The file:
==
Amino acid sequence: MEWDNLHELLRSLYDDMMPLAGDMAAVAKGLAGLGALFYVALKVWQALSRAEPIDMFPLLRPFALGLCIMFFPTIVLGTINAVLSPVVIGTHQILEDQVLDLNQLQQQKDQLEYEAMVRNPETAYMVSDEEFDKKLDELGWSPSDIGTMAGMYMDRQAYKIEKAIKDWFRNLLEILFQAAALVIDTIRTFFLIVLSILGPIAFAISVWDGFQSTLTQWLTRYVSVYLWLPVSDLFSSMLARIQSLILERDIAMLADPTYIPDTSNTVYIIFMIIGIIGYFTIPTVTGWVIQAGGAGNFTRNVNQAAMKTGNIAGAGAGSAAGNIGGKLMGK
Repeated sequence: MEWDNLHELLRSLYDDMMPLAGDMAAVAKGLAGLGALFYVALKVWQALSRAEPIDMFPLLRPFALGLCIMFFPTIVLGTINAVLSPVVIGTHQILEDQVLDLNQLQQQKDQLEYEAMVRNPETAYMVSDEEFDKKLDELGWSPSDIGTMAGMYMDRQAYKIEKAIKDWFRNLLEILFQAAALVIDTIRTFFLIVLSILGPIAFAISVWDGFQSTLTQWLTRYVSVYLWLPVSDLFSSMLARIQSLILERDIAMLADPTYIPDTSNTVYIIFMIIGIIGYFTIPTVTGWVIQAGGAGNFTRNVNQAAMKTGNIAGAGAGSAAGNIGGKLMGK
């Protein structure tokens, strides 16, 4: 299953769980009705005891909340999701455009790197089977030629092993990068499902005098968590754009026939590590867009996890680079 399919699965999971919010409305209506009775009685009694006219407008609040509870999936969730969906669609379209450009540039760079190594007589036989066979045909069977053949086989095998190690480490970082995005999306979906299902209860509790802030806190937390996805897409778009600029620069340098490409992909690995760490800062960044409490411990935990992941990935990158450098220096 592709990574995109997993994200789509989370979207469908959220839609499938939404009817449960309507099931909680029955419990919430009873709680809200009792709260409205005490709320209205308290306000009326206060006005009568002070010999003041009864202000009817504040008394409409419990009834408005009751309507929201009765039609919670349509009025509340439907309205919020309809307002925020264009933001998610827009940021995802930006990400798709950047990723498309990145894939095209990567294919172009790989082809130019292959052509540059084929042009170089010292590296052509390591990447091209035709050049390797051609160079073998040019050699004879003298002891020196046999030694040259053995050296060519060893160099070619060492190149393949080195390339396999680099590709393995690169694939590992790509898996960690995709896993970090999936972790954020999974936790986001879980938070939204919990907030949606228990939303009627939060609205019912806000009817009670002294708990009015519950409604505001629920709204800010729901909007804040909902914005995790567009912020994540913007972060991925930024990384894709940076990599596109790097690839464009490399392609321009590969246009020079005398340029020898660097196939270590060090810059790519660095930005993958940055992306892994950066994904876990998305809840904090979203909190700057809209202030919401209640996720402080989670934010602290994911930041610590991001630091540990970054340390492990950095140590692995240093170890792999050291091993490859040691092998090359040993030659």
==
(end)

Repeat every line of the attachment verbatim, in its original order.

Amino acid sequence: MEWDNLHELLRSLYDDMMPLAGDMAAVAKGLAGLGALFYVALKVWQALSRAEPIDMFPLLRPFALGLCIMFFPTIVLGTINAVLSPVVIGTHQILEDQVLDLNQLQQQKDQLEYEAMVRNPETAYMVSDEEFDKKLDELGWSPSDIGTMAGMYMDRQAYKIEKAIKDWFRNLLEILFQAAALVIDTIRTFFLIVLSILGPIAFAISVWDGFQSTLTQWLTRYVSVYLWLPVSDLFSSMLARIQSLILERDIAMLADPTYIPDTSNTVYIIFMIIGIIGYFTIPTVTGWVIQAGGAGNFTRNVNQAAMKTGNIAGAGAGSAAGNIGGKLMGK
Repeated sequence: MEWDNLHELLRSLYDDMMPLAGDMAAVAKGLAGLGALFYVALKVWQALSRAEPIDMFPLLRPFALGLCIMFFPTIVLGTINAVLSPVVIGTHQILEDQVLDLNQLQQQKDQLEYEAMVRNPETAYMVSDEEFDKKLDELGWSPSDIGTMAGMYMDRQAYKIEKAIKDWFRNLLEILFQAAALVIDTIRTFFLIVLSILGPIAFAISVWDGFQSTLTQWLTRYVSVYLWLPVSDLFSSMLARIQSLILERDIAMLADPTYIPDTSNTVYIIFMIIGIIGYFTIPTVTGWVIQAGGAGNFTRNVNQAAMKTGNIAGAGAGSAAGNIGGKLMGK
């Protein structure tokens, strides 16, 4: 299953769980009705005891909340999701455009790197089977030629092993990068499902005098968590754009026939590590867009996890680079 399919699965999971919010409305209506009775009685009694006219407008609040509870999936969730969906669609379209450009540039760079190594007589036989066979045909069977053949086989095998190690480490970082995005999306979906299902209860509790802030806190937390996805897409778009600029620069340098490409992909690995760490800062960044409490411990935990992941990935990158450098220096 592709990574995109997993994200789509989370979207469908959220839609499938939404009817449960309507099931909680029955419990919430009873709680809200009792709260409205005490709320209205308290306000009326206060006005009568002070010999003041009864202000009817504040008394409409419990009834408005009751309507929201009765039609919670349509009025509340439907309205919020309809307002925020264009933001998610827009940021995802930006990400798709950047990723498309990145894939095209990567294919172009790989082809130019292959052509540059084929042009170089010292590296052509390591990447091209035709050049390797051609160079073998040019050699004879003298002891020196046999030694040259053995050296060519060893160099070619060492190149393949080195390339396999680099590709393995690169694939590992790509898996960690995709896993970090999936972790954020999974936790986001879980938070939204919990907030949606228990939303009627939060609205019912806000009817009670002294708990009015519950409604505001629920709204800010729901909007804040909902914005995790567009912020994540913007972060991925930024990384894709940076990599596109790097690839464009490399392609321009590969246009020079005398340029020898660097196939270590060090810059790519660095930005993958940055992306892994950066994904876990998305809840904090979203909190700057809209202030919401209640996720402080989670934010602290994911930041610590991001630091540990970054340390492990950095140590692995240093170890792999050291091993490859040691092998090359040993030659």